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Medical and behavioral correlates of depression history in children and adolescents with autism spectrum disorder

TitleMedical and behavioral correlates of depression history in children and adolescents with autism spectrum disorder
Publication TypeJournal Article
Year of Publication2016
AuthorsGreenlee, JL, Mosley, AS, Shui, AM, Veenstra-VanderWeele, J, Gotham, KO
JournalPediatrics
Volume137
PaginationS105–S114
Summary

Lead Author
Jessica L. Greenlee

Study Aims and Objectives
To study the prevalence of depression diagnosis in a large sample of children and adolescent with autism spectrum disorder as reported by their parents. The study also aims to identify medical and behavioral problems associated with depression history.

Methods- Sample, Procedure, Study Measures, Analysis
Data were gathered from 1272 children on the Autism Treatment Network registry between the ages of 6 and 17 who met the diagnostic criteria for Autism Spectrum Disorder. Of these, 15.4% of participants were female and 83.8% identified as Caucasian. Parents were asked to report on factors relating to the physical, mental, and behavioral health of their child through several surveys. Children were tested for cognitive functioning using the abbreviated Stanford-Binet.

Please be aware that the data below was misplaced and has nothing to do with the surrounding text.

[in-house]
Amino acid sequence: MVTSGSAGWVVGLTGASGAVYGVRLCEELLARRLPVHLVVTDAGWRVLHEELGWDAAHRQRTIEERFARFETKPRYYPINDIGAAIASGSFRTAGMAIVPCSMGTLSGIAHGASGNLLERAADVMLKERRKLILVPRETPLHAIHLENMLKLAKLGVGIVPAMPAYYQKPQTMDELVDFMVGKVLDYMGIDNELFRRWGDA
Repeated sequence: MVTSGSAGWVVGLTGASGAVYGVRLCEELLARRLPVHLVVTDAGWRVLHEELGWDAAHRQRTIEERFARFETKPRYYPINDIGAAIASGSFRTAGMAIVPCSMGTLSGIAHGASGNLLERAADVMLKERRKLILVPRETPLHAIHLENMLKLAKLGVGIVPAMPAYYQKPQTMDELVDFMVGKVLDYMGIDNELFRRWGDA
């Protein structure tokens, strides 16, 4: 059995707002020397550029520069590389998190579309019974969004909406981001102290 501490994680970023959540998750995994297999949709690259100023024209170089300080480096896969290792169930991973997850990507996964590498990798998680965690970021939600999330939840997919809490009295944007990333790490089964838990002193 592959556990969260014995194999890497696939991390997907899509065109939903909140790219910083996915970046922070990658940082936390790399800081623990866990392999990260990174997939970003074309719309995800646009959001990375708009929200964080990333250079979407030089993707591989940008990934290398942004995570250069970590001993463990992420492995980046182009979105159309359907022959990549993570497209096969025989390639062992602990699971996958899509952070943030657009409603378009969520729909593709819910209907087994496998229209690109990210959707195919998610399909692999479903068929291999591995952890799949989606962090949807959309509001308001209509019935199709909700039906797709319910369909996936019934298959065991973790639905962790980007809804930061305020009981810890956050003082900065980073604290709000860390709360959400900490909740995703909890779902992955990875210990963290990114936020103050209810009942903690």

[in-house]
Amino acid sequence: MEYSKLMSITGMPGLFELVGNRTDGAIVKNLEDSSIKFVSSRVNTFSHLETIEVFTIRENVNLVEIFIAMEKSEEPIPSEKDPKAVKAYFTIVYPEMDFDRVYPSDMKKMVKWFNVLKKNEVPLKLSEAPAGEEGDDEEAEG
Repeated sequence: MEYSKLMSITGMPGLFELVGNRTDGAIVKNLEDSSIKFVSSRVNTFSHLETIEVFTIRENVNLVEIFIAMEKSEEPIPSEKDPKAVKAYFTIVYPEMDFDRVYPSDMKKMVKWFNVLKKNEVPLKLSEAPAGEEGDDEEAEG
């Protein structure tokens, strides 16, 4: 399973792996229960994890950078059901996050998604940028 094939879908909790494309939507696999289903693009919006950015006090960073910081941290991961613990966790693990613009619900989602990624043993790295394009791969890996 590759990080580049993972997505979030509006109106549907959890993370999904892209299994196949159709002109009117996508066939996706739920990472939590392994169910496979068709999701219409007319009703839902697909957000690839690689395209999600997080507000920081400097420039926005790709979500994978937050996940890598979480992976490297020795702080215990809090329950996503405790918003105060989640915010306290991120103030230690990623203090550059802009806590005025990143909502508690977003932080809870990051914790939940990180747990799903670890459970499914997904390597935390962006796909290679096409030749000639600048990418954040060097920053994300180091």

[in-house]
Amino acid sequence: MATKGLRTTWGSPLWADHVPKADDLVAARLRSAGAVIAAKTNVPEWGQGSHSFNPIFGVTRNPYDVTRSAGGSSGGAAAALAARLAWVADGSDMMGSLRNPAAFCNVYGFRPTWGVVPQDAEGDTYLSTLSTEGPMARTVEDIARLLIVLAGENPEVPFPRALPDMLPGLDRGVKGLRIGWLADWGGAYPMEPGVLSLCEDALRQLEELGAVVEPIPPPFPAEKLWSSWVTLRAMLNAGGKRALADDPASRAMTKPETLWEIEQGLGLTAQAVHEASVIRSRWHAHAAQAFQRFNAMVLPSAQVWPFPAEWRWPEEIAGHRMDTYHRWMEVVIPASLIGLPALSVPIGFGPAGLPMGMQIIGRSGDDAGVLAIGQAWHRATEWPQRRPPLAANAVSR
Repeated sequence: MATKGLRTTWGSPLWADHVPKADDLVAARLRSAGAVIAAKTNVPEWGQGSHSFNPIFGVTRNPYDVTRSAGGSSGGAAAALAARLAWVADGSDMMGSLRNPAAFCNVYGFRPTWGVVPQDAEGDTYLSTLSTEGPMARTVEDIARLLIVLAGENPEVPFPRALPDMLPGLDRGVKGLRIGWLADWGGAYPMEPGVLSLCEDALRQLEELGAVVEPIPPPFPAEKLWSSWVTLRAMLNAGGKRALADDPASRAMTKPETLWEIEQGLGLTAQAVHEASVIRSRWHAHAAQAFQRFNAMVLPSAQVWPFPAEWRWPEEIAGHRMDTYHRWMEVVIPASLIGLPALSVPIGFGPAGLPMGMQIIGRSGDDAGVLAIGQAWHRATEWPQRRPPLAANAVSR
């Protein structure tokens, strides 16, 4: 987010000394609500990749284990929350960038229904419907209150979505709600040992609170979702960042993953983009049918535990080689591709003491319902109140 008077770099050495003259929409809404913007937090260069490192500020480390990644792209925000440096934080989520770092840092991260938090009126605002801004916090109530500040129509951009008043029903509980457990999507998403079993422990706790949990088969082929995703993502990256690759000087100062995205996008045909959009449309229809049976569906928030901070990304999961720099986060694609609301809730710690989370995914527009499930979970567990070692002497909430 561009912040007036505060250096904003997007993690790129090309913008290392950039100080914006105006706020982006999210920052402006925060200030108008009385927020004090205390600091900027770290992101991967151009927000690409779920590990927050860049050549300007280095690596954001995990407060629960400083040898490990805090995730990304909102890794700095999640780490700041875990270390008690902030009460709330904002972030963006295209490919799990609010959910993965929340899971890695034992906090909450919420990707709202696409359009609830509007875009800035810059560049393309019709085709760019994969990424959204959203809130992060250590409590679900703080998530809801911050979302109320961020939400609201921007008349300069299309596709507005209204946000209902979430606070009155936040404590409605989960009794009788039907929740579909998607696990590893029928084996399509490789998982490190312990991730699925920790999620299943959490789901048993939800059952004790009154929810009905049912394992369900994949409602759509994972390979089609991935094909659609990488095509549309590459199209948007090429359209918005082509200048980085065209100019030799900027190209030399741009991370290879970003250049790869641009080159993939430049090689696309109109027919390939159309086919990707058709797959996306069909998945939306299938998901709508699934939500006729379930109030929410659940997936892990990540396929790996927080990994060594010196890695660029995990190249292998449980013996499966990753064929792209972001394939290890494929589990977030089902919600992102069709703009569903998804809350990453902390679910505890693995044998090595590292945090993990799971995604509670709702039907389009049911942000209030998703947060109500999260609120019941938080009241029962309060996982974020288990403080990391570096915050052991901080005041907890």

Results- Main Findings Of the 1272 children in the study, 89 (7%) were found to have a history of depression, which comprised nearly 5% of children aged 6-12 but 20% of adolescents aged 13-17. As expected, older children with a higher IQ and a less severe manifestation of ASD were more likely to report depression. Rates of reported seizures and gastrointestinal (GI) problems were significantly higher for those with a history of depression. There was no significant difference in report behavioral problems or sensory complaints between those with a history of depression and those without one.

Conclusion- Summary Statement
Co-occurring depression appears to be particularly problematic in older and more cognitively able children on the autism spectrum. Children with an ASD diagnosis are at a higher risk for several health issues, including sleep, GI, and seizure problems. These health issues may increase or be exacerbated by depression in this population, with future research needed to understand the direction and strength of these relationships.

PubMed ID26908466